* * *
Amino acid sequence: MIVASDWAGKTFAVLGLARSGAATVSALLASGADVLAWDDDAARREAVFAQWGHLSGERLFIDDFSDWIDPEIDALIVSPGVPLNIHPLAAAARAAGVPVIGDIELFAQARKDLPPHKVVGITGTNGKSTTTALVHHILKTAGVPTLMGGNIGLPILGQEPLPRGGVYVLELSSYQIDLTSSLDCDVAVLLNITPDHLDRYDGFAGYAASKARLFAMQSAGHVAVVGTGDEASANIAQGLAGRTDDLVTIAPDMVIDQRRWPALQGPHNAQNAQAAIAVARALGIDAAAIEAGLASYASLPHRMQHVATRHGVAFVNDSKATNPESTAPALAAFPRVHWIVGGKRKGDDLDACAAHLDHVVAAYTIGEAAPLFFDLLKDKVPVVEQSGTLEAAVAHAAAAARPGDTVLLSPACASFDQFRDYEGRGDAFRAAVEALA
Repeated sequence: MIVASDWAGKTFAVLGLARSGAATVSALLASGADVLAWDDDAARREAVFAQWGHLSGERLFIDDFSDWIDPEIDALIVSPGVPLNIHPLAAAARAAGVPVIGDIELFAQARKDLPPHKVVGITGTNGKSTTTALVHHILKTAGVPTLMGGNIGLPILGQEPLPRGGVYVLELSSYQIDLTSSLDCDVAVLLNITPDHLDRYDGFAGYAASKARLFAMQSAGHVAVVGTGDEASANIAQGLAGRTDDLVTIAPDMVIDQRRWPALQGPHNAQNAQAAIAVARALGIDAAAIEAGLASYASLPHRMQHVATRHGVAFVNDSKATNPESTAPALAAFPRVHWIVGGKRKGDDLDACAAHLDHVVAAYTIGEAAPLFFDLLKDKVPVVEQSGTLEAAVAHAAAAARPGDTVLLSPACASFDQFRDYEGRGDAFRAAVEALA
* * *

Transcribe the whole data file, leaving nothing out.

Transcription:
Amino acid sequence: MIVASDWAGKTFAVLGLARSGAATVSALLASGADVLAWDDDAARREAVFAQWGHLSGERLFIDDFSDWIDPEIDALIVSPGVPLNIHPLAAAARAAGVPVIGDIELFAQARKDLPPHKVVGITGTNGKSTTTALVHHILKTAGVPTLMGGNIGLPILGQEPLPRGGVYVLELSSYQIDLTSSLDCDVAVLLNITPDHLDRYDGFAGYAASKARLFAMQSAGHVAVVGTGDEASANIAQGLAGRTDDLVTIAPDMVIDQRRWPALQGPHNAQNAQAAIAVARALGIDAAAIEAGLASYASLPHRMQHVATRHGVAFVNDSKATNPESTAPALAAFPRVHWIVGGKRKGDDLDACAAHLDHVVAAYTIGEAAPLFFDLLKDKVPVVEQSGTLEAAVAHAAAAARPGDTVLLSPACASFDQFRDYEGRGDAFRAAVEALA
Repeated sequence: MIVASDWAGKTFAVLGLARSGAATVSALLASGADVLAWDDDAARREAVFAQWGHLSGERLFIDDFSDWIDPEIDALIVSPGVPLNIHPLAAAARAAGVPVIGDIELFAQARKDLPPHKVVGITGTNGKSTTTALVHHILKTAGVPTLMGGNIGLPILGQEPLPRGGVYVLELSSYQIDLTSSLDCDVAVLLNITPDHLDRYDGFAGYAASKARLFAMQSAGHVAVVGTGDEASANIAQGLAGRTDDLVTIAPDMVIDQRRWPALQGPHNAQNAQAAIAVARALGIDAAAIEAGLASYASLPHRMQHVATRHGVAFVNDSKATNPESTAPALAAFPRVHWIVGGKRKGDDLDACAAHLDHVVAAYTIGEAAPLFFDLLKDKVPVVEQSGTLEAAVAHAAAAARPGDTVLLSPACASFDQFRDYEGRGDAFRAAVEALA